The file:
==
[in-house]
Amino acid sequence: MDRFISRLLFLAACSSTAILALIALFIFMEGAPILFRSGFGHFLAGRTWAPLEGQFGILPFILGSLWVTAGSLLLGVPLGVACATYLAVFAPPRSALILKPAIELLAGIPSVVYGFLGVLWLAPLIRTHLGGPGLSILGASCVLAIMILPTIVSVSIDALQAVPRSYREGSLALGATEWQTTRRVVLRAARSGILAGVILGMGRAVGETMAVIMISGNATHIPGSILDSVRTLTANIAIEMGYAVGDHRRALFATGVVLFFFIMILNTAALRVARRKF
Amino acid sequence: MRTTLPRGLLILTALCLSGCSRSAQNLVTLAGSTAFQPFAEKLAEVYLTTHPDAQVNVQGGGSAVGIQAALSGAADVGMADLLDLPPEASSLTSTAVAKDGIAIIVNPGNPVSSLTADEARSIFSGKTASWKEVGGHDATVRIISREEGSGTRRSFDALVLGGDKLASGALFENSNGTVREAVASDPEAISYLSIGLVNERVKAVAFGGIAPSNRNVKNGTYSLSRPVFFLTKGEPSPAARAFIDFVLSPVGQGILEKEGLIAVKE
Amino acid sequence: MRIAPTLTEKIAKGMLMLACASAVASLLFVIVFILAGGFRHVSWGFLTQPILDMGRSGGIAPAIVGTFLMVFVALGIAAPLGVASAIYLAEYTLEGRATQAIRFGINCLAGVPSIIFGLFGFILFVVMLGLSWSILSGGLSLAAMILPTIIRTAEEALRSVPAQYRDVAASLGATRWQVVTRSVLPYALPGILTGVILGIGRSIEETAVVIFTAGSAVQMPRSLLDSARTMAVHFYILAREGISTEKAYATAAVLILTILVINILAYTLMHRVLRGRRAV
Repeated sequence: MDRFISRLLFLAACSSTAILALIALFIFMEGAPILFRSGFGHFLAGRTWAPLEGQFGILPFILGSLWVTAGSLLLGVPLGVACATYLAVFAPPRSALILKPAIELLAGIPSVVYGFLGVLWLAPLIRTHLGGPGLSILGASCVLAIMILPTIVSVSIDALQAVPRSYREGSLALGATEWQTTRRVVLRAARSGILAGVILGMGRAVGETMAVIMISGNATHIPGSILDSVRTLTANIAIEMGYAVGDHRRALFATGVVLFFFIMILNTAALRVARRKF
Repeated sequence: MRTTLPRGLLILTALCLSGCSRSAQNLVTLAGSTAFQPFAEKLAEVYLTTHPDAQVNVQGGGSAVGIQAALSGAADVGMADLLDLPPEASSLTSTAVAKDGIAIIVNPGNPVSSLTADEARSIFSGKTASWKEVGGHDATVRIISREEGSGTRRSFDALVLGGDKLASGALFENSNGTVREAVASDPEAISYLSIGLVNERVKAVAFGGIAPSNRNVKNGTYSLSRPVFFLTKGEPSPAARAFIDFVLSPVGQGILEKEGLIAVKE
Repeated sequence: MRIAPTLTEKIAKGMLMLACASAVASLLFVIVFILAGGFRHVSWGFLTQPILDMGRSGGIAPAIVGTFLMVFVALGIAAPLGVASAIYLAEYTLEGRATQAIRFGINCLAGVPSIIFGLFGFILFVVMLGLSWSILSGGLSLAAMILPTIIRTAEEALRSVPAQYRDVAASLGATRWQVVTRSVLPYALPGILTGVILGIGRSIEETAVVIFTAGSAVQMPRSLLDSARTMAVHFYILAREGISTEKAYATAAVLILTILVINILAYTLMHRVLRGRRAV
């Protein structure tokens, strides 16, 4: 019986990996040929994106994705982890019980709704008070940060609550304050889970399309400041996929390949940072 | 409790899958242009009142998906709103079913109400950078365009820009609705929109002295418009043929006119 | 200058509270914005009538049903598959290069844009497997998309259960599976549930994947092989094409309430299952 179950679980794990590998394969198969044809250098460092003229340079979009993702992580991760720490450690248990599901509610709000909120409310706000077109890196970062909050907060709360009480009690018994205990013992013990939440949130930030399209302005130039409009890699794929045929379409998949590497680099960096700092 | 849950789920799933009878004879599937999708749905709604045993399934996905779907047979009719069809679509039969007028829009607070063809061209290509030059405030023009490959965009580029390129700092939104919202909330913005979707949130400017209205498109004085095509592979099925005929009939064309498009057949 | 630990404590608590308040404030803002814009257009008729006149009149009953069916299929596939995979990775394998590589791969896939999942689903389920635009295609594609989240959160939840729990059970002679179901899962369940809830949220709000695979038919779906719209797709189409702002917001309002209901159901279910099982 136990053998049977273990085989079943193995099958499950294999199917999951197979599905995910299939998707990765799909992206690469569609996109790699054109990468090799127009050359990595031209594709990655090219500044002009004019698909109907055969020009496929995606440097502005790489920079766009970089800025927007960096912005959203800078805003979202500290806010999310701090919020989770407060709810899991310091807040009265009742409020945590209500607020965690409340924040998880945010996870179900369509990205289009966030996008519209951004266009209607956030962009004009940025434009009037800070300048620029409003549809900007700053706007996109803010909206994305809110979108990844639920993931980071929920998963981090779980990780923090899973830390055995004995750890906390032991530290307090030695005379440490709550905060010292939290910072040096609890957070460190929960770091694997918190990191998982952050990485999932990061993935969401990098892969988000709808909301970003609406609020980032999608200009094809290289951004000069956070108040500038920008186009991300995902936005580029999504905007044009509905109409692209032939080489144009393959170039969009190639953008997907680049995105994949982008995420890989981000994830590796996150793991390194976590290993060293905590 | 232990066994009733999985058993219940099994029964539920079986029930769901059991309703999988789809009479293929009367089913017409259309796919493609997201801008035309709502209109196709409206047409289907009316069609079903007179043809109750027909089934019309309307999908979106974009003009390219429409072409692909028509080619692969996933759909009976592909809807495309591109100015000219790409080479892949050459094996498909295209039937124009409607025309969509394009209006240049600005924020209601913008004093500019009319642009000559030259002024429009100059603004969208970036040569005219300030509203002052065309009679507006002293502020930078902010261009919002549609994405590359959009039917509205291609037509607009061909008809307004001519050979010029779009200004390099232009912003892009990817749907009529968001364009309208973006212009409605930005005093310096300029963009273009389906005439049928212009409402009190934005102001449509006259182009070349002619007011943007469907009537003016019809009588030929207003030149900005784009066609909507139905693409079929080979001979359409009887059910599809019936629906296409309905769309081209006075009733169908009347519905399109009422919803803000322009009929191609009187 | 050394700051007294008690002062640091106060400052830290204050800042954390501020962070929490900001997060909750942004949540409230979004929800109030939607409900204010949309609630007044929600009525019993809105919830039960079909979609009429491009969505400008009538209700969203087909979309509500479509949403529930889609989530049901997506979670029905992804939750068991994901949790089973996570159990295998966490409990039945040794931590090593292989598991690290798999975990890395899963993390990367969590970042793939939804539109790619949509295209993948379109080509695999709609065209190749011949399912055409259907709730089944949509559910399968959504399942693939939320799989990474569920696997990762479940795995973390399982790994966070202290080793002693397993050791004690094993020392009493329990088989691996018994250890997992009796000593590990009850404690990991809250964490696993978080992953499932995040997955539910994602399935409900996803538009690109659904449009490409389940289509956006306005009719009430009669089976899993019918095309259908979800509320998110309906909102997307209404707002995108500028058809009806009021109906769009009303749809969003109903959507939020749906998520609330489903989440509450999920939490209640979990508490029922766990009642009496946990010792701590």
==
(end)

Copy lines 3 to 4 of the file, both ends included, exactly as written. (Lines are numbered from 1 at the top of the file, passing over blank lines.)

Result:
Amino acid sequence: MRTTLPRGLLILTALCLSGCSRSAQNLVTLAGSTAFQPFAEKLAEVYLTTHPDAQVNVQGGGSAVGIQAALSGAADVGMADLLDLPPEASSLTSTAVAKDGIAIIVNPGNPVSSLTADEARSIFSGKTASWKEVGGHDATVRIISREEGSGTRRSFDALVLGGDKLASGALFENSNGTVREAVASDPEAISYLSIGLVNERVKAVAFGGIAPSNRNVKNGTYSLSRPVFFLTKGEPSPAARAFIDFVLSPVGQGILEKEGLIAVKE
Amino acid sequence: MRIAPTLTEKIAKGMLMLACASAVASLLFVIVFILAGGFRHVSWGFLTQPILDMGRSGGIAPAIVGTFLMVFVALGIAAPLGVASAIYLAEYTLEGRATQAIRFGINCLAGVPSIIFGLFGFILFVVMLGLSWSILSGGLSLAAMILPTIIRTAEEALRSVPAQYRDVAASLGATRWQVVTRSVLPYALPGILTGVILGIGRSIEETAVVIFTAGSAVQMPRSLLDSARTMAVHFYILAREGISTEKAYATAAVLILTILVINILAYTLMHRVLRGRRAV